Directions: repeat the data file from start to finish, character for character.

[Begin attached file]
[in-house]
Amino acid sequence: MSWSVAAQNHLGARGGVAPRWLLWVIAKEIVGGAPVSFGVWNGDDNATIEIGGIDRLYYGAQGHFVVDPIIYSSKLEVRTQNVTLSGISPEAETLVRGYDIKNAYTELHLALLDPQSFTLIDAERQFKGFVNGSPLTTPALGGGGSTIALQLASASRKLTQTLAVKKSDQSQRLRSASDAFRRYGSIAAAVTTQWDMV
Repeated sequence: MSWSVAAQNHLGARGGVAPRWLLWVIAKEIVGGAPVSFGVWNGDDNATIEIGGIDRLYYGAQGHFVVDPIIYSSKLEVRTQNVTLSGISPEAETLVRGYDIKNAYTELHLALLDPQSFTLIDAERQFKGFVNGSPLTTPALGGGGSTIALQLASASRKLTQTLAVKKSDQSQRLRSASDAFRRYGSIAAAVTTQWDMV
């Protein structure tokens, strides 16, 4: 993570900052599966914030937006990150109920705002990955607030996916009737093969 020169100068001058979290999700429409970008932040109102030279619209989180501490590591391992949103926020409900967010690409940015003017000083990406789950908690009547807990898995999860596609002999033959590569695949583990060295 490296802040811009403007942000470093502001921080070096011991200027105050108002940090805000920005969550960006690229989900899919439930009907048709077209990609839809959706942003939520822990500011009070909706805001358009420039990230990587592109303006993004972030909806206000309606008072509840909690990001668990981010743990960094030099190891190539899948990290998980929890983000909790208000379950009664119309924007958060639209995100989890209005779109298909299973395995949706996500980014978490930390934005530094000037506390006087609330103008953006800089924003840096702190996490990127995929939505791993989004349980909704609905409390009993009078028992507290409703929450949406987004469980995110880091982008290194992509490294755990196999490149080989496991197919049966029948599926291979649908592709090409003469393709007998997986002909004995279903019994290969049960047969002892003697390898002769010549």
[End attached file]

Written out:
[in-house]
Amino acid sequence: MSWSVAAQNHLGARGGVAPRWLLWVIAKEIVGGAPVSFGVWNGDDNATIEIGGIDRLYYGAQGHFVVDPIIYSSKLEVRTQNVTLSGISPEAETLVRGYDIKNAYTELHLALLDPQSFTLIDAERQFKGFVNGSPLTTPALGGGGSTIALQLASASRKLTQTLAVKKSDQSQRLRSASDAFRRYGSIAAAVTTQWDMV
Repeated sequence: MSWSVAAQNHLGARGGVAPRWLLWVIAKEIVGGAPVSFGVWNGDDNATIEIGGIDRLYYGAQGHFVVDPIIYSSKLEVRTQNVTLSGISPEAETLVRGYDIKNAYTELHLALLDPQSFTLIDAERQFKGFVNGSPLTTPALGGGGSTIALQLASASRKLTQTLAVKKSDQSQRLRSASDAFRRYGSIAAAVTTQWDMV
């Protein structure tokens, strides 16, 4: 993570900052599966914030937006990150109920705002990955607030996916009737093969 020169100068001058979290999700429409970008932040109102030279619209989180501490590591391992949103926020409900967010690409940015003017000083990406789950908690009547807990898995999860596609002999033959590569695949583990060295 490296802040811009403007942000470093502001921080070096011991200027105050108002940090805000920005969550960006690229989900899919439930009907048709077209990609839809959706942003939520822990500011009070909706805001358009420039990230990587592109303006993004972030909806206000309606008072509840909690990001668990981010743990960094030099190891190539899948990290998980929890983000909790208000379950009664119309924007958060639209995100989890209005779109298909299973395995949706996500980014978490930390934005530094000037506390006087609330103008953006800089924003840096702190996490990127995929939505791993989004349980909704609905409390009993009078028992507290409703929450949406987004469980995110880091982008290194992509490294755990196999490149080989496991197919049966029948599926291979649908592709090409003469393709007998997986002909004995279903019994290969049960047969002892003697390898002769010549």